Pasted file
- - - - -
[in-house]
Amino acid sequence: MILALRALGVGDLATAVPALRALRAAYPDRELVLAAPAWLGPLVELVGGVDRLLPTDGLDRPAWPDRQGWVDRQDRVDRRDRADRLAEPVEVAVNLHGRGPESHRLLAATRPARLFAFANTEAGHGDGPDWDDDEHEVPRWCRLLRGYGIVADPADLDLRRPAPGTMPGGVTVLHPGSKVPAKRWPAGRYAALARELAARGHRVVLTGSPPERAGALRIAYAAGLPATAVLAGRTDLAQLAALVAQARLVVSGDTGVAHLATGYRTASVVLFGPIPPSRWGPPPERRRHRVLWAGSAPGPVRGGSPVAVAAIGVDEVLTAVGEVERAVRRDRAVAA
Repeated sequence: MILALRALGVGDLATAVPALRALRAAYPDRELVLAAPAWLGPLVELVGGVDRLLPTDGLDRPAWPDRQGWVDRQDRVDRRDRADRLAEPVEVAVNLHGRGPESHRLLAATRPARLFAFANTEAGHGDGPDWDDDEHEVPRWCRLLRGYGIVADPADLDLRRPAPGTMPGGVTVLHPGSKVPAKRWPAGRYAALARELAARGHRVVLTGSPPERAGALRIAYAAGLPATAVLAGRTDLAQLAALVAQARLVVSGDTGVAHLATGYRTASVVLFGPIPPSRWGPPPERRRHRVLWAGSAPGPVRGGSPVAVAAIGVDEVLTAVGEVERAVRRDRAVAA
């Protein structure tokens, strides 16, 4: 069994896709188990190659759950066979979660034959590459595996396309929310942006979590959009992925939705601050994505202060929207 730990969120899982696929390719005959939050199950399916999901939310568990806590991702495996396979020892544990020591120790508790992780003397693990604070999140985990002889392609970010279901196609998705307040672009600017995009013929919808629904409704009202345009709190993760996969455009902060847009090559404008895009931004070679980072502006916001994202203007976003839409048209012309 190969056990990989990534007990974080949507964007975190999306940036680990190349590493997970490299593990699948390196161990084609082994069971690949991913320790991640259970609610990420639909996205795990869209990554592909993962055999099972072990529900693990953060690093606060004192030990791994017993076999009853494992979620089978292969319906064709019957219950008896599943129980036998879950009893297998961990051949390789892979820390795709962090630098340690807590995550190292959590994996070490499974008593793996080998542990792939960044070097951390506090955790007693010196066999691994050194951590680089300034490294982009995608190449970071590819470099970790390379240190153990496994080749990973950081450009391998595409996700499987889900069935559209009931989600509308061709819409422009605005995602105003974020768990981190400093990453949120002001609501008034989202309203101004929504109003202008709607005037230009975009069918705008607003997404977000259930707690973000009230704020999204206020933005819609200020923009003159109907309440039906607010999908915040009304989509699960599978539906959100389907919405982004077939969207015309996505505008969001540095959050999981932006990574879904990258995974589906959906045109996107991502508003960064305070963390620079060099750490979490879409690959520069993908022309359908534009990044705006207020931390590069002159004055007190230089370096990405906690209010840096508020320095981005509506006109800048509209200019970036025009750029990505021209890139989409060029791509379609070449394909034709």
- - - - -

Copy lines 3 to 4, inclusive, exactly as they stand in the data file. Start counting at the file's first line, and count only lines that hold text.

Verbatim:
Repeated sequence: MILALRALGVGDLATAVPALRALRAAYPDRELVLAAPAWLGPLVELVGGVDRLLPTDGLDRPAWPDRQGWVDRQDRVDRRDRADRLAEPVEVAVNLHGRGPESHRLLAATRPARLFAFANTEAGHGDGPDWDDDEHEVPRWCRLLRGYGIVADPADLDLRRPAPGTMPGGVTVLHPGSKVPAKRWPAGRYAALARELAARGHRVVLTGSPPERAGALRIAYAAGLPATAVLAGRTDLAQLAALVAQARLVVSGDTGVAHLATGYRTASVVLFGPIPPSRWGPPPERRRHRVLWAGSAPGPVRGGSPVAVAAIGVDEVLTAVGEVERAVRRDRAVAA
């Protein structure tokens, strides 16, 4: 069994896709188990190659759950066979979660034959590459595996396309929310942006979590959009992925939705601050994505202060929207 730990969120899982696929390719005959939050199950399916999901939310568990806590991702495996396979020892544990020591120790508790992780003397693990604070999140985990002889392609970010279901196609998705307040672009600017995009013929919808629904409704009202345009709190993760996969455009902060847009090559404008895009931004070679980072502006916001994202203007976003839409048209012309 190969056990990989990534007990974080949507964007975190999306940036680990190349590493997970490299593990699948390196161990084609082994069971690949991913320790991640259970609610990420639909996205795990869209990554592909993962055999099972072990529900693990953060690093606060004192030990791994017993076999009853494992979620089978292969319906064709019957219950008896599943129980036998879950009893297998961990051949390789892979820390795709962090630098340690807590995550190292959590994996070490499974008593793996080998542990792939960044070097951390506090955790007693010196066999691994050194951590680089300034490294982009995608190449970071590819470099970790390379240190153990496994080749990973950081450009391998595409996700499987889900069935559209009931989600509308061709819409422009605005995602105003974020768990981190400093990453949120002001609501008034989202309203101004929504109003202008709607005037230009975009069918705008607003997404977000259930707690973000009230704020999204206020933005819609200020923009003159109907309440039906607010999908915040009304989509699960599978539906959100389907919405982004077939969207015309996505505008969001540095959050999981932006990574879904990258995974589906959906045109996107991502508003960064305070963390620079060099750490979490879409690959520069993908022309359908534009990044705006207020931390590069002159004055007190230089370096990405906690209010840096508020320095981005509506006109800048509209200019970036025009750029990505021209890139989409060029791509379609070449394909034709």